Convening a national conference allows groups other than the military junta to participate in the decision-making process. Agreeing to hold and participate in a national conference does not guarantee political freedom or the sharing of power with other political factions; it is an agreement to conduct a nationwide, inclusive and highly visible political and transparent dialogue to jointly plan steps for an indigenously-generated, gradual, “managed” transition towards democracy (Jacques Mariel Nzouankeu).
A national conference is an avenue for bringing about political and leadership change based on the principles of national sovereignty, proportional representation and one-person-one-vote; it is not to be used as a legitimizing rationale to strip leadership of its power. It seeks to achieve consensus on fundamental issues of democratic process through dialogue, bargaining and a variety of context and culture specific symbolic actions.
Popular sovereignty, procedural legitimacy and the rule of law serve as basic building blocks, but appropriate attention must be given to political language, symbols and imagery proper to the nation, if the terms of relations between civil and military factions are to be successfully renegotiated (Pearl T. Robinson). Indigenous institutions, values and behaviors are therefore of critical importance, while securing support from international finance institutions and aid donors is of secondary importance.
A successful national conference includes all the vital forces of the nation, regardless of their affinity – toute les forces vives de la nation, quoique soient leurs affinités. It must ensure representation of a mixed group of individuals, organizations and associations (including youth and women, whose intrinsic interests in democratic reform must be specifically recognized and represented), political parties, and government institutions. It does not include representatives of foreign powers, other than as invited and vetted observers, and cannot be limited to the political class, local notable and the elite. It must be politically relevant to the average citizen without the impingement of external forces, which inevitably limits the voice and power of the Africans, for whom the conference is intended.
The use of the National Conference approach as an MPD mechanism will be successful to the extent that it is culturally anchored in African notions of social justice, economic opportunity, political accountability and popular participation. Its inclusive nature will lock in the interests of democratic actors - interests such as respect for the rule of law, respect for property and commitment to free trade - and turn the attitudes of non-democratic actors, such as the armed forces, towards democracy. And because it is ingrained in the African culture of politics, rather than resting precariously on the perception of political liberalization that can eventually lead to economic benefits, it also raises the cost of potential disruptive acts thus dissuading other actors who might be motivated to seek power outside of democratic rules and procedures ( Pearl T. Robinson ).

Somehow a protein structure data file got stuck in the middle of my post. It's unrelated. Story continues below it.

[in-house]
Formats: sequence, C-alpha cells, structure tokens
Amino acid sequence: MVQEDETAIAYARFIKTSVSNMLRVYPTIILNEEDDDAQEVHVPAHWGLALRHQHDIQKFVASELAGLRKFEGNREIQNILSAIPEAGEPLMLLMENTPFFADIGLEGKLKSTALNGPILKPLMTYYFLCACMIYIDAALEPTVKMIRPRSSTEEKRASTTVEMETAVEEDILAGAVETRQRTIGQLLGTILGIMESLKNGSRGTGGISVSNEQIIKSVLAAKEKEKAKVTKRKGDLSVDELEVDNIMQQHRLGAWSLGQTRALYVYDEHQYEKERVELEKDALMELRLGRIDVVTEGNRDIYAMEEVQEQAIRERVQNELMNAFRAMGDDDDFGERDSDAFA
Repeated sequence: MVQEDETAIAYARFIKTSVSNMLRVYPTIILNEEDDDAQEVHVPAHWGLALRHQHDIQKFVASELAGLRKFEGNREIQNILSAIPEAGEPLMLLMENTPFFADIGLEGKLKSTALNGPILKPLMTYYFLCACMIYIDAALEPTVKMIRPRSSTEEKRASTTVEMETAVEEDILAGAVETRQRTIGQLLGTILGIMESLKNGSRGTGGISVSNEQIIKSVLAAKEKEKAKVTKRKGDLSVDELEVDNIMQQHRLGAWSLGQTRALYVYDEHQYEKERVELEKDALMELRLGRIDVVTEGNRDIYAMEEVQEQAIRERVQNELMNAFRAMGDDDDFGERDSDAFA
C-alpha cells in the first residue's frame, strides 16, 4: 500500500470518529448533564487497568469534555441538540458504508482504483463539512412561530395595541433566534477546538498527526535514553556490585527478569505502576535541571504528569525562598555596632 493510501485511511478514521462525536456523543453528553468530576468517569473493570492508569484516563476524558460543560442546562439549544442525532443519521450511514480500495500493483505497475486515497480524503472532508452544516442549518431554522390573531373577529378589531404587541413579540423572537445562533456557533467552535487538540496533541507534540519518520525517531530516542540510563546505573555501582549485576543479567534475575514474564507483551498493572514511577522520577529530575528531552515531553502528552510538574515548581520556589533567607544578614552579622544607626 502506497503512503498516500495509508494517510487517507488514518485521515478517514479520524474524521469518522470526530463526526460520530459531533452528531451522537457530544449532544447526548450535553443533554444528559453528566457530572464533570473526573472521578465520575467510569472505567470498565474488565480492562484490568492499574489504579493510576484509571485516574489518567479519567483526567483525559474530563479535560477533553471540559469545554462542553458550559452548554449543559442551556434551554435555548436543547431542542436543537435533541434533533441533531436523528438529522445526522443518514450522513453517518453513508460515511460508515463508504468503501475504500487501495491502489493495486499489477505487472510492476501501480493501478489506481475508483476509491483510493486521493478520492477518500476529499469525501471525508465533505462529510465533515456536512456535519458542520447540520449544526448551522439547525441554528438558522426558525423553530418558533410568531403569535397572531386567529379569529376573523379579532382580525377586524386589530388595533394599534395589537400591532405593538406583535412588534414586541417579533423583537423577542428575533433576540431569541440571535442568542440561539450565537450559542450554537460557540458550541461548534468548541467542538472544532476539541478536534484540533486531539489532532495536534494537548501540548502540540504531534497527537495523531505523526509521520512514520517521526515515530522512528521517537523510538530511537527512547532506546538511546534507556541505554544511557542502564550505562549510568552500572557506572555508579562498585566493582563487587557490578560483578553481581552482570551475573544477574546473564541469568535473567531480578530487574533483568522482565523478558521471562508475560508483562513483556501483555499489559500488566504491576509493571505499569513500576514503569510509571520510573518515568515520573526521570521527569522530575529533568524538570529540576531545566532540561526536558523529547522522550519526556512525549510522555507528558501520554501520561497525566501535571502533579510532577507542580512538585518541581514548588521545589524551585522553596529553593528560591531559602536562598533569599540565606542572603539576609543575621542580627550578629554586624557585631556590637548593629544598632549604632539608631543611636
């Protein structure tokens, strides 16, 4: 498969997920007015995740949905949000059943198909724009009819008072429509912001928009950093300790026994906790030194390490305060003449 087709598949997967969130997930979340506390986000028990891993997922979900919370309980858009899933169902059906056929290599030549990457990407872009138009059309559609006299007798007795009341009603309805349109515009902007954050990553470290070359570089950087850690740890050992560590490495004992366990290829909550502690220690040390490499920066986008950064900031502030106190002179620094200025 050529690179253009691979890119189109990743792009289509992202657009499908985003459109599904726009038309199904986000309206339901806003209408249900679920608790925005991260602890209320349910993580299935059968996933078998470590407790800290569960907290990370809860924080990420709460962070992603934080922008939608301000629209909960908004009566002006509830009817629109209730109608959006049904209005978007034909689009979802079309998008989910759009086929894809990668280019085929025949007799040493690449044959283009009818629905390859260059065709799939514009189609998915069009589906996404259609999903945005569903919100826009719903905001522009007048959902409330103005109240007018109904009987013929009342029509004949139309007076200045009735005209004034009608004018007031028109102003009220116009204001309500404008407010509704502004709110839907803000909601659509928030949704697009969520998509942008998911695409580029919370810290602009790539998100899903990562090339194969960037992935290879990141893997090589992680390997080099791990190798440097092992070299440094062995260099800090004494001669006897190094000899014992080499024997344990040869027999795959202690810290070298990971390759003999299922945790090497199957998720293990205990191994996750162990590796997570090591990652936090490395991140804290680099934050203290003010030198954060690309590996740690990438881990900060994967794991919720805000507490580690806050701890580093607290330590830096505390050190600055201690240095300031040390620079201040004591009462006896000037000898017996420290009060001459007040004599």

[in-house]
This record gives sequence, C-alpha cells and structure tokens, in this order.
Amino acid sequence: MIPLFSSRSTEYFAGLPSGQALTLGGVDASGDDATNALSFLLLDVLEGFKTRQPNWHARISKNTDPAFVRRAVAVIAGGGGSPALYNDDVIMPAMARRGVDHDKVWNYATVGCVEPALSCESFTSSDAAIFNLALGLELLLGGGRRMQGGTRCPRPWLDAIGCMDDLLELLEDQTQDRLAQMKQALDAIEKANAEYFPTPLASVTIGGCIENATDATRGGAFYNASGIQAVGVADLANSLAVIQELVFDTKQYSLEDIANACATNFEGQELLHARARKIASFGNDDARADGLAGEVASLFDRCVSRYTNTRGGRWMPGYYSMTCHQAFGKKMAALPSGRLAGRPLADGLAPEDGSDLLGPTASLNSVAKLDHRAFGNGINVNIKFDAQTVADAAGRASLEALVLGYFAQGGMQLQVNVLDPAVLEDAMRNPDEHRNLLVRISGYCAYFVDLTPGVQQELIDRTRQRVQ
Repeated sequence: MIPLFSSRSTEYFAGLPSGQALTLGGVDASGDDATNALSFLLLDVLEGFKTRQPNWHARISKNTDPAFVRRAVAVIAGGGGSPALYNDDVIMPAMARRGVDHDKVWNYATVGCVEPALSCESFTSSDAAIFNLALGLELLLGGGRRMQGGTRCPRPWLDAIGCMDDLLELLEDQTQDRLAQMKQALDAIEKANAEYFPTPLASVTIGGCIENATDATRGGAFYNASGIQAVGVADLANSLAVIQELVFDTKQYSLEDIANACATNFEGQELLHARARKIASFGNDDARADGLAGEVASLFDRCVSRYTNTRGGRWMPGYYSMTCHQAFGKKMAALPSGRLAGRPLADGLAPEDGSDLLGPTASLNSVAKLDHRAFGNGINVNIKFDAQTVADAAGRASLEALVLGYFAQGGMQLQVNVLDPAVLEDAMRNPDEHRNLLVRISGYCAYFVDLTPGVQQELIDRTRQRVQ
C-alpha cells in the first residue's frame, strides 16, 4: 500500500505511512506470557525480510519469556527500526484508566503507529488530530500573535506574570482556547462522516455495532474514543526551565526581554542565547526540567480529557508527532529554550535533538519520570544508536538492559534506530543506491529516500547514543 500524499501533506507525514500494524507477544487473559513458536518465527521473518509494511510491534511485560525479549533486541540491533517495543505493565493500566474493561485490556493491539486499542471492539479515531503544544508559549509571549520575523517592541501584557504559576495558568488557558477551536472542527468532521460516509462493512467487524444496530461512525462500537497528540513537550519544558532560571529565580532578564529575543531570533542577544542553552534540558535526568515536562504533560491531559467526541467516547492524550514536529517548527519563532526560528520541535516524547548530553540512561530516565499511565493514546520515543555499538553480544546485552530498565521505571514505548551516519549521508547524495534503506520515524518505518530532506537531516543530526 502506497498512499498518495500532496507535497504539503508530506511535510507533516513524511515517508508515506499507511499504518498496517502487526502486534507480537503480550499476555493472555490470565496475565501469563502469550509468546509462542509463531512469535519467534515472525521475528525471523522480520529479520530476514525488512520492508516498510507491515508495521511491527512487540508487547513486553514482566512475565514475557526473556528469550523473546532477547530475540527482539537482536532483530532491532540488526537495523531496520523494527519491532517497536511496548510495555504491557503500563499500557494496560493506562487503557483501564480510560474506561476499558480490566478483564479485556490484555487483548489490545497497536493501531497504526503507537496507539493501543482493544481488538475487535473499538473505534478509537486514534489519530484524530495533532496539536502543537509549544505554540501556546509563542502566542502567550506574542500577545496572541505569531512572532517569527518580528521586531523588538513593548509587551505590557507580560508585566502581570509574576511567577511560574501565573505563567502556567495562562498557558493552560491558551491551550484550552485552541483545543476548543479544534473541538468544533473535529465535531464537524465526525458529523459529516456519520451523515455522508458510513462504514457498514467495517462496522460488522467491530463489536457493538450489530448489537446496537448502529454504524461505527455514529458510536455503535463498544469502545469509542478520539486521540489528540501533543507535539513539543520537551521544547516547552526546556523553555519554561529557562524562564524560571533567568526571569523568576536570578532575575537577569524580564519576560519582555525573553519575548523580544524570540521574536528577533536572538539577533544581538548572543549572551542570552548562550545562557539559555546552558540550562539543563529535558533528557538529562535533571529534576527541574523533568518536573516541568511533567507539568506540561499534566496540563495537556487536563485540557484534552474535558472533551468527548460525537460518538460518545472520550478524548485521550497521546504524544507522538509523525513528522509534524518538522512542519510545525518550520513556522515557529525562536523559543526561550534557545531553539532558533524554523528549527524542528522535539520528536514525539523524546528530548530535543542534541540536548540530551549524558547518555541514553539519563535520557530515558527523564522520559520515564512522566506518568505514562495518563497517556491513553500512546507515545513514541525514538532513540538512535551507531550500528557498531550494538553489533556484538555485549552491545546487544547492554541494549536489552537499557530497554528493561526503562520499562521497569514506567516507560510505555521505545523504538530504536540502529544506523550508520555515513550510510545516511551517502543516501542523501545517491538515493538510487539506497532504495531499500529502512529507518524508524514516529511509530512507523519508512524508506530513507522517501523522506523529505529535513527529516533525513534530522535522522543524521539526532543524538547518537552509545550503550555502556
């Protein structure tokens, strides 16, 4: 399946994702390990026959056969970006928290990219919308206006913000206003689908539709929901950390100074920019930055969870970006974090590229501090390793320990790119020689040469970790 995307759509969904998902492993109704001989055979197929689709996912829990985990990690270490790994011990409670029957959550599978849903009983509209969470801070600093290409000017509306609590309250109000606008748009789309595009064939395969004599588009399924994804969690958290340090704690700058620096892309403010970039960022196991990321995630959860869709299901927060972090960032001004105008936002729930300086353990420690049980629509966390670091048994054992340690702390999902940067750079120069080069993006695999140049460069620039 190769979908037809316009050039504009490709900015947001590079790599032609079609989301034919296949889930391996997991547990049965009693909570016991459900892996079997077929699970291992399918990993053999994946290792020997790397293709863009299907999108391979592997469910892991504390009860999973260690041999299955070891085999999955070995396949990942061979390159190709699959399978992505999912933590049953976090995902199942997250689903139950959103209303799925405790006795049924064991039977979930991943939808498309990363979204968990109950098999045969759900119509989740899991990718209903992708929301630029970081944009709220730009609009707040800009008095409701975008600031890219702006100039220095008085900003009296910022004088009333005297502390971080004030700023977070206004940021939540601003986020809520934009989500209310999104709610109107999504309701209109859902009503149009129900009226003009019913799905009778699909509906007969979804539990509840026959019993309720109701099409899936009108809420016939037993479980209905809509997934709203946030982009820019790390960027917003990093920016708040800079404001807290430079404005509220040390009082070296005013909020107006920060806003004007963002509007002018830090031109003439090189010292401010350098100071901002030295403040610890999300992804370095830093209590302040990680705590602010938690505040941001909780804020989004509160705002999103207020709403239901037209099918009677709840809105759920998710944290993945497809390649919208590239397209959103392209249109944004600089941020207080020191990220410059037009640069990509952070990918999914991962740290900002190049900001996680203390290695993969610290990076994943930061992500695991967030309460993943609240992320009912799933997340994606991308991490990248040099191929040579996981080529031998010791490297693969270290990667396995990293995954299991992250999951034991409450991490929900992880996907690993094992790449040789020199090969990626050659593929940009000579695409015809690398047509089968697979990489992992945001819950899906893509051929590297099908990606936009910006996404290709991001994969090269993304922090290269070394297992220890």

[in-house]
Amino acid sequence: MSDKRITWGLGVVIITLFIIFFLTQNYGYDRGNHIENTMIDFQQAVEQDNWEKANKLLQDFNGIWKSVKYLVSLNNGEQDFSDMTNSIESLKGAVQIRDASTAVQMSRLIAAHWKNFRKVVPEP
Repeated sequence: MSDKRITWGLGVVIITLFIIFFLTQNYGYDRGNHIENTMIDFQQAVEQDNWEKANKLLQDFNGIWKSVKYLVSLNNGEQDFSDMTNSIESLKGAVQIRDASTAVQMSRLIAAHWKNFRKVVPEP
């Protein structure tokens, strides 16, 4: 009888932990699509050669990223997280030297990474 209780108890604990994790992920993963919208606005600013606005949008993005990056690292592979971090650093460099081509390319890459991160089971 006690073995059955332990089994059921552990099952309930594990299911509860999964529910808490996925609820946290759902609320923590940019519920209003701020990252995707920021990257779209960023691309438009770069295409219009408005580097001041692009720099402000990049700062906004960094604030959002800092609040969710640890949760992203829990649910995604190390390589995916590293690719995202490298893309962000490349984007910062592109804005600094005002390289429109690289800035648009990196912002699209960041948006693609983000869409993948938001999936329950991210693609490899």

Promote a level playing field
However, a National Conference is not a process that can be forced or hurried by anyone and least of all by foreign allies, who generally take a time-is-money-and-influence approach that is leader- centered and focused on “nominating” a “strong, transformative leader” who can take unpopular steps to take charge. This makes for very bad medicine. An authentic National Conference is African-inspired, organized, managed, and led with the aim of leveling the playing field, preventing further conflict, building national consensus on the country’s future, and bolstering the support of citizens for state institutions.
The strength of African democracy is not to be found in the indicators of democracy elaborated in North America, Europe or Nordic countries. It is to be found in the struggles that are shaping the future of the region and, above all, the refusal of the Africa people to become resigned to their “lot” so they can be rescued by Western messianism with forceps.
What the recent coups in West Africa underscore is an undeniable emergence of a battle for democracy “from below”, not for Western liberal democracy but for democracy African-style, one that honors and respects the roots of African democratic practices and processes. Africans have the right.